5. ... What are you even talking about? It's an active adapter that converts DP 1.2 to HDMI 2.0. It doesn't do anything but convert the transport layer from DisplayPort (packet-based) to HDMI (TMDS). It doesn't give two shits what type of data is passing through as long as it can interleave the video and audio. It's hilarious that you even thought to mention this, because the Club3D adapter you yourself linked explicitly specifies support for all of the above except for HDR (but does specify support for DP 1.4, which does have HDR support). DP 1.2 can do 4K, 4:4:4, and 10-bit, though not HDR; HDMI 2.0 is currently the only widely available standard that can do HDR 4K60. Converting from DP to HDMI does nothing to change the amount of bandwidth available on the link. You're still going to get everything DisplayPort 1.2 can do, which again includes 4K60, 4:4:4, and 10-bit. Not that much actually uses 10-bit to begin with, but there you go. Really the only thing you're missing out on versus a shiny new RX 4x0 or GeForce 10x0 is HDR. Considering not much uses that, either (certainly not Skyrim), it's not a big loss. A note, 4:4:4 refers to the YUV colour system, not RGB. The 290X should be able to spit out both either way.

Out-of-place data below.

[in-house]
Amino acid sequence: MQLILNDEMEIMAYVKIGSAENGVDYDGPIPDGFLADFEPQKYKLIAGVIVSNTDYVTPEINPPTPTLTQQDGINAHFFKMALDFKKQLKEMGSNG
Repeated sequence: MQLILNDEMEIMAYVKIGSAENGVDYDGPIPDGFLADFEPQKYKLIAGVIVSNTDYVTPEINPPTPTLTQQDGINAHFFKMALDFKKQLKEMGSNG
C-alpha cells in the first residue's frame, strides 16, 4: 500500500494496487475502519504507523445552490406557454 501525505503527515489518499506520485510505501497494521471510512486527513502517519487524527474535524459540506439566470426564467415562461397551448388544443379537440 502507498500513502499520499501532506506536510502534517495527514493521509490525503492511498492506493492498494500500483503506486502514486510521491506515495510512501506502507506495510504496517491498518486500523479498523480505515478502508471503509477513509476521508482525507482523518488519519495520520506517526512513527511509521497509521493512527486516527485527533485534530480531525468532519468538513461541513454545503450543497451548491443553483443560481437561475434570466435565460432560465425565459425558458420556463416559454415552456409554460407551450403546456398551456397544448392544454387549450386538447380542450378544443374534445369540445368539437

6. The latency such an adapter would cause is very likely to be less than a frame, and there is no loss in quality going from DisplayPort to HDMI (or DVI for that matter) or vice-versa. Shit be digital, yo.
  7. Handbrake will work, but will re-encode the file, which is time-consuming and reduces quality. There are frontends for ffmpeg out there, but it's easier to just grab it and run the command than it is to track down a decent one.
  8. ... Anyway, the solution to OP's request is to not use Adobe Media Encoder and instead use ffmpeg as described here. Not as elegant to use, but a far more elegant solution than re-encoding (and losing quality). It'll simply swap the container and leave the audio/video/subtitle data intact.
  9. Fingers crossed hoping that they manage to get through everything before the new year.
  10. Well, in Vancouver proper, sure. I've been digging into the cost of living in the greater Vancouver area like Surrey and Langley and it's not actually that bad at all. ... At least, it's pretty similar to here in St. John's.